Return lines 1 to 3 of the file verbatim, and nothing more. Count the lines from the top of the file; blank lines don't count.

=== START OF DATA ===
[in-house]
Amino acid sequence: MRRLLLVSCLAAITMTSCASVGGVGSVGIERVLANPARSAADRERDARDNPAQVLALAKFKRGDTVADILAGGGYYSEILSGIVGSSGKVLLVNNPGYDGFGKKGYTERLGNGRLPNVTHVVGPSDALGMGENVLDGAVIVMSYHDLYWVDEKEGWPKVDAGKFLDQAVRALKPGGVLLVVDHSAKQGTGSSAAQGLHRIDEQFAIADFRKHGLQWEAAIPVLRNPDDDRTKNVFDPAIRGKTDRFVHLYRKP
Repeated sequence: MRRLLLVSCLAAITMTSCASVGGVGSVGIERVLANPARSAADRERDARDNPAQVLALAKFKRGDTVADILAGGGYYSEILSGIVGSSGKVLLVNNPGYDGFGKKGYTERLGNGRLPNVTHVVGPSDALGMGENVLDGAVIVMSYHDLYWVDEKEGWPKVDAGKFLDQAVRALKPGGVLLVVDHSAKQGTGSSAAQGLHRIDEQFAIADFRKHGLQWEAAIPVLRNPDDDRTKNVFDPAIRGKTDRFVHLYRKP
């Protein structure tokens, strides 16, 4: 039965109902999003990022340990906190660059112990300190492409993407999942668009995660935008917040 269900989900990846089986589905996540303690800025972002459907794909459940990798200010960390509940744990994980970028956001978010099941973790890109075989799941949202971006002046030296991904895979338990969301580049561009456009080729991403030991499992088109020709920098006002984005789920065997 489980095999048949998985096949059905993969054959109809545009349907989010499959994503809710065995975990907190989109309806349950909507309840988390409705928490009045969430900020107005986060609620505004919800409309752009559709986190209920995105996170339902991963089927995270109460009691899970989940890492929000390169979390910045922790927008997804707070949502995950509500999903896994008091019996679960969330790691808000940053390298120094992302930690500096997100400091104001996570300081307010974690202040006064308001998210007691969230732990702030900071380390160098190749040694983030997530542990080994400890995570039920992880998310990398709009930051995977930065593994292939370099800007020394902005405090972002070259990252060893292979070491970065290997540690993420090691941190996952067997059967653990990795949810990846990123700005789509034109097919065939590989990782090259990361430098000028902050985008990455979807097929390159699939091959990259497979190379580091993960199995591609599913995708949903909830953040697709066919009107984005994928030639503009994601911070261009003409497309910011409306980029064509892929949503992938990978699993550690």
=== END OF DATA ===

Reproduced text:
[in-house]
Amino acid sequence: MRRLLLVSCLAAITMTSCASVGGVGSVGIERVLANPARSAADRERDARDNPAQVLALAKFKRGDTVADILAGGGYYSEILSGIVGSSGKVLLVNNPGYDGFGKKGYTERLGNGRLPNVTHVVGPSDALGMGENVLDGAVIVMSYHDLYWVDEKEGWPKVDAGKFLDQAVRALKPGGVLLVVDHSAKQGTGSSAAQGLHRIDEQFAIADFRKHGLQWEAAIPVLRNPDDDRTKNVFDPAIRGKTDRFVHLYRKP
Repeated sequence: MRRLLLVSCLAAITMTSCASVGGVGSVGIERVLANPARSAADRERDARDNPAQVLALAKFKRGDTVADILAGGGYYSEILSGIVGSSGKVLLVNNPGYDGFGKKGYTERLGNGRLPNVTHVVGPSDALGMGENVLDGAVIVMSYHDLYWVDEKEGWPKVDAGKFLDQAVRALKPGGVLLVVDHSAKQGTGSSAAQGLHRIDEQFAIADFRKHGLQWEAAIPVLRNPDDDRTKNVFDPAIRGKTDRFVHLYRKP